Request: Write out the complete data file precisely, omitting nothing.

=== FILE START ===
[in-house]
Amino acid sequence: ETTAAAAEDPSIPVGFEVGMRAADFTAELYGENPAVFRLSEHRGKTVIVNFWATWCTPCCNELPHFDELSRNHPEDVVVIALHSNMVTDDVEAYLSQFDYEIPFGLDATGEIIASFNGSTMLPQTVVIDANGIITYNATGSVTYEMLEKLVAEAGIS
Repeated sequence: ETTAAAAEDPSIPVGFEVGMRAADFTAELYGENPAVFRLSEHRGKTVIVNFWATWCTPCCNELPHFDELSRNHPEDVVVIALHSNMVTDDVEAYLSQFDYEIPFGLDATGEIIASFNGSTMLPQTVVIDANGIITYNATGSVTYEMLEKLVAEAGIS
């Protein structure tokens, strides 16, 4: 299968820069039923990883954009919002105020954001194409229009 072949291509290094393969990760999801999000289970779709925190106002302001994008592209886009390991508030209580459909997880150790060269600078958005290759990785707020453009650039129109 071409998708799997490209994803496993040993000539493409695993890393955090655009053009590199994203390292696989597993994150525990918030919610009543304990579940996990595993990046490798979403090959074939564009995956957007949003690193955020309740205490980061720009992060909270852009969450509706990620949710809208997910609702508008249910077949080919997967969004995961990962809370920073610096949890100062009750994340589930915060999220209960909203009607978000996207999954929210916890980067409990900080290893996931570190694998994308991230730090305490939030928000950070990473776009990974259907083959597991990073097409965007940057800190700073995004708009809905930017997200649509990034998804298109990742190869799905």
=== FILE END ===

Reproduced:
[in-house]
Amino acid sequence: ETTAAAAEDPSIPVGFEVGMRAADFTAELYGENPAVFRLSEHRGKTVIVNFWATWCTPCCNELPHFDELSRNHPEDVVVIALHSNMVTDDVEAYLSQFDYEIPFGLDATGEIIASFNGSTMLPQTVVIDANGIITYNATGSVTYEMLEKLVAEAGIS
Repeated sequence: ETTAAAAEDPSIPVGFEVGMRAADFTAELYGENPAVFRLSEHRGKTVIVNFWATWCTPCCNELPHFDELSRNHPEDVVVIALHSNMVTDDVEAYLSQFDYEIPFGLDATGEIIASFNGSTMLPQTVVIDANGIITYNATGSVTYEMLEKLVAEAGIS
């Protein structure tokens, strides 16, 4: 299968820069039923990883954009919002105020954001194409229009 072949291509290094393969990760999801999000289970779709925190106002302001994008592209886009390991508030209580459909997880150790060269600078958005290759990785707020453009650039129109 071409998708799997490209994803496993040993000539493409695993890393955090655009053009590199994203390292696989597993994150525990918030919610009543304990579940996990595993990046490798979403090959074939564009995956957007949003690193955020309740205490980061720009992060909270852009969450509706990620949710809208997910609702508008249910077949080919997967969004995961990962809370920073610096949890100062009750994340589930915060999220209960909203009607978000996207999954929210916890980067409990900080290893996931570190694998994308991230730090305490939030928000950070990473776009990974259907083959597991990073097409965007940057800190700073995004708009809905930017997200649509990034998804298109990742190869799905």